Your job, and your passion, and your career is working in the pest management industry. Mine, too. Obviously.
We are tasked with driving a company vehicle to customer locations each day. Our employers trust that we will be safe and courteous in that 6000 pound vehicle. Our clients probably don’t care about our driving habits, or do they? Think about that last sentence for a minute.
Our customers chit chat with us while servicing the accounts. In the moment, all that matters is that we are getting the pest issue solved. Mr. Customer is familiar with the company logo. It is on our vehicle, on the stationary, on a billboard, and the customer will recognize it around town. It’s something he has come to know and trust when doing business with us.
When in a company vehicle, we are advertising for our employer, or for ourselves, if we own our business. The kind of driver we are, makes an impression on current, potential, and even former, customers. Company managers have been known to take a drive in plain cars, to see how the employees are behaving on the highway. Following the speed limit, and using proper etiquette for driving, is key. Customers want to know that their pest management professional is being safety conscious in all aspects of the work. That includes driving.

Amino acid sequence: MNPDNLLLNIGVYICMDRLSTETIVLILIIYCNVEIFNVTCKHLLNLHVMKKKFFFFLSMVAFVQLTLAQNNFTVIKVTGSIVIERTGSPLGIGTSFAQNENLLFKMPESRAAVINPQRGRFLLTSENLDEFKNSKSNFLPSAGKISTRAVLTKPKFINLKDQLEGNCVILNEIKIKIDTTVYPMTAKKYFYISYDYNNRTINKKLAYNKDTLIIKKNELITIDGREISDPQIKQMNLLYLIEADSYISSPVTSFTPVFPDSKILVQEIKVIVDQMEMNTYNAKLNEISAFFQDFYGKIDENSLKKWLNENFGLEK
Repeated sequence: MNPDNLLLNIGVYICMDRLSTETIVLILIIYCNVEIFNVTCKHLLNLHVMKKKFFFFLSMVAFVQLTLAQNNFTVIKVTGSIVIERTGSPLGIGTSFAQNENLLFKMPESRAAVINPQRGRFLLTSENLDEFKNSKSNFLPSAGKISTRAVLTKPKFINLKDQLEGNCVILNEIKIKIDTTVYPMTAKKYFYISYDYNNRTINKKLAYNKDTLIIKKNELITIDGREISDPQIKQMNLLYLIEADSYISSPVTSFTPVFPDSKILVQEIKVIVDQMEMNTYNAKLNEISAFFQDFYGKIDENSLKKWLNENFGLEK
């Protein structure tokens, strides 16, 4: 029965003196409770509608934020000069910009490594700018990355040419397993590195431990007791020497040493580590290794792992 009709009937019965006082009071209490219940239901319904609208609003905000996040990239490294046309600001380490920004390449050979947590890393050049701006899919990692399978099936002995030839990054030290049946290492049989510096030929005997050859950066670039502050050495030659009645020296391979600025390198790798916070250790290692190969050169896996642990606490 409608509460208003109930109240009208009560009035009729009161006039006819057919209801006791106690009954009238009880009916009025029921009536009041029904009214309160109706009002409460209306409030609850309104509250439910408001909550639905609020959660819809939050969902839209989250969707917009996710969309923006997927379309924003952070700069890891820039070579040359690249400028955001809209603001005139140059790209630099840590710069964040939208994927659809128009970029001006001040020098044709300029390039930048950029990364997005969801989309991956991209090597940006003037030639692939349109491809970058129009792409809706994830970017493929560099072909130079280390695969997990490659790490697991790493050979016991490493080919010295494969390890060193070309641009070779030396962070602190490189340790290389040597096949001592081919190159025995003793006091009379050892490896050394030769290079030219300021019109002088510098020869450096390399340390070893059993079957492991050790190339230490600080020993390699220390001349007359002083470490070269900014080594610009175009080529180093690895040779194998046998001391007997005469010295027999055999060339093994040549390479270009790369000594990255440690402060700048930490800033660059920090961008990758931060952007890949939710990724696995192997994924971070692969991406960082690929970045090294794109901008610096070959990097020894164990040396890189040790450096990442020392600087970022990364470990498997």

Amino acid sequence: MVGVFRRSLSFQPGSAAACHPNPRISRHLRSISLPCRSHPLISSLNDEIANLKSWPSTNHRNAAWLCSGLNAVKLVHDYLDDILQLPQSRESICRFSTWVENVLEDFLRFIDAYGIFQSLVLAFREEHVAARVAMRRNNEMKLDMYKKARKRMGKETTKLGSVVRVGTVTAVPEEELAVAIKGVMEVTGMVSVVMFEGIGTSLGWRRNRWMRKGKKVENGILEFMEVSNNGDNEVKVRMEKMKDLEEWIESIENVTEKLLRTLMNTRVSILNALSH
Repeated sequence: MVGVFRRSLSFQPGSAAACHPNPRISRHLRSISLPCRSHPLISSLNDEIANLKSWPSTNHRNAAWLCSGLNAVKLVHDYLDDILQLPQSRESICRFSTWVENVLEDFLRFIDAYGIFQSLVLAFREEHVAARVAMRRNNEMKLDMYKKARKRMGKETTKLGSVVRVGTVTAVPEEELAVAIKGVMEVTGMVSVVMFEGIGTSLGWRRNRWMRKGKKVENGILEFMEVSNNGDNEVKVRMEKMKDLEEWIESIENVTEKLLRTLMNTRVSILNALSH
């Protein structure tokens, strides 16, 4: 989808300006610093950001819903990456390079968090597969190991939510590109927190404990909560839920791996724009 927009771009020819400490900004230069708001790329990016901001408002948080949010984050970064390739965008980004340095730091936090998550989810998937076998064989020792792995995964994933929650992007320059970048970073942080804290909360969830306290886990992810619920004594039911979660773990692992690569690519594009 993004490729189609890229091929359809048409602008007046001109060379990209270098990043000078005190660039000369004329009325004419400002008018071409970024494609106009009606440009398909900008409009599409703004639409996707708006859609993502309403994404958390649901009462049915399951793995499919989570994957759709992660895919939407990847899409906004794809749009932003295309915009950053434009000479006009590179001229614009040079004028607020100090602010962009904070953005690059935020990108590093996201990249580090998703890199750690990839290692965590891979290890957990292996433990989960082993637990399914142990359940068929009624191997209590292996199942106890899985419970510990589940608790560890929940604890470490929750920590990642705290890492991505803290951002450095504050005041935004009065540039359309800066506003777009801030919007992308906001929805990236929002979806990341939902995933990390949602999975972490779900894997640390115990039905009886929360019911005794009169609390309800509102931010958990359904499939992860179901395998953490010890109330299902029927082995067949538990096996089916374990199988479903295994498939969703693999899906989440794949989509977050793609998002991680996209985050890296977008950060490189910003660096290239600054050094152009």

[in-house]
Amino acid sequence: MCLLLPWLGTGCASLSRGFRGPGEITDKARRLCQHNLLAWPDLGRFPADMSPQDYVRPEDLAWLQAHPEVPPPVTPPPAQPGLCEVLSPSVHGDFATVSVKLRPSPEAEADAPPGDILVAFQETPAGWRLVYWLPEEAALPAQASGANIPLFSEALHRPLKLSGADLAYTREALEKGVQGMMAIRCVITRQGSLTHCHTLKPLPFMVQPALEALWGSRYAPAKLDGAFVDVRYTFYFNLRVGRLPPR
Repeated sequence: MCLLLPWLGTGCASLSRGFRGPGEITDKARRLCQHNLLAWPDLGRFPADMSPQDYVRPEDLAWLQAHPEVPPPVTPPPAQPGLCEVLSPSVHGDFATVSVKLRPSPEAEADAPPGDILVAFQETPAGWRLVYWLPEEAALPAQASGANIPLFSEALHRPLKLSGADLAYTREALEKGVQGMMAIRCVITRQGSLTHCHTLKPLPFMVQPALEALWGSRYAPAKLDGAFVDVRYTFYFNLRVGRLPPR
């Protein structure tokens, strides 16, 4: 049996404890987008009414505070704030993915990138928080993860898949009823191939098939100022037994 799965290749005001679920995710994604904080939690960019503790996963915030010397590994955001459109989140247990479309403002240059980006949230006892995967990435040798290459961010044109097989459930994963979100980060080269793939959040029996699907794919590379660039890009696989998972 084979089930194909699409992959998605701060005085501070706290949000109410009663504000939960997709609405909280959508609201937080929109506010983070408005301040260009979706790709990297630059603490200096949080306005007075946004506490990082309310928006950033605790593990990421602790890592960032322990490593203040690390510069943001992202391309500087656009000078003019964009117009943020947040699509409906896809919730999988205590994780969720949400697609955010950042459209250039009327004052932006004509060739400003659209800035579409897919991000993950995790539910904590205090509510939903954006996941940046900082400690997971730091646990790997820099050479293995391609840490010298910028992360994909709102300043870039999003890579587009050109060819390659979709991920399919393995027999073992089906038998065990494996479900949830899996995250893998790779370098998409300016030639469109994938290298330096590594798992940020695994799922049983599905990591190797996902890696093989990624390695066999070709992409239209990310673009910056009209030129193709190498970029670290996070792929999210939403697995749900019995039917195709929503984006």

I frequently log A LOT of highway miles. This particular day was no different. I had a 3 hour drive from home to an account – a drive I make every week. After the work was done, I headed home, driving through a large city. I’ll admit, I habitually drive 2-over the speed limit, and was still getting passed by many drivers who were in a hurry. (I can only guess.. maybe someone needed a bathroom break)
I was being followed by a high-rise pick-up truck. A little TOO close. This vehicle behind me kept getting closer to my bumper, then backing off some. I had been trying to pass a semi-truck, whose driver couldn’t make up his mind how fast to go.
When I could finally move back to the right hand lane, this rude driver who had been behind me, went zooming past. Middle fingers in the air. Several “words” went through my head, and a few came out of my mouth. (No one will know what those were except me.) I could have returned middle fingers, but decided against the gesture.
The name of the company I work for is emblazoned on 3 sides of my vehicle. Other drivers could have witnessed this exchange. They could be customers- current or potential. My physical reaction to rude drivers gets noticed by everyone on the road. My behavior reflects on me, and I would like that reflection to be a happy one.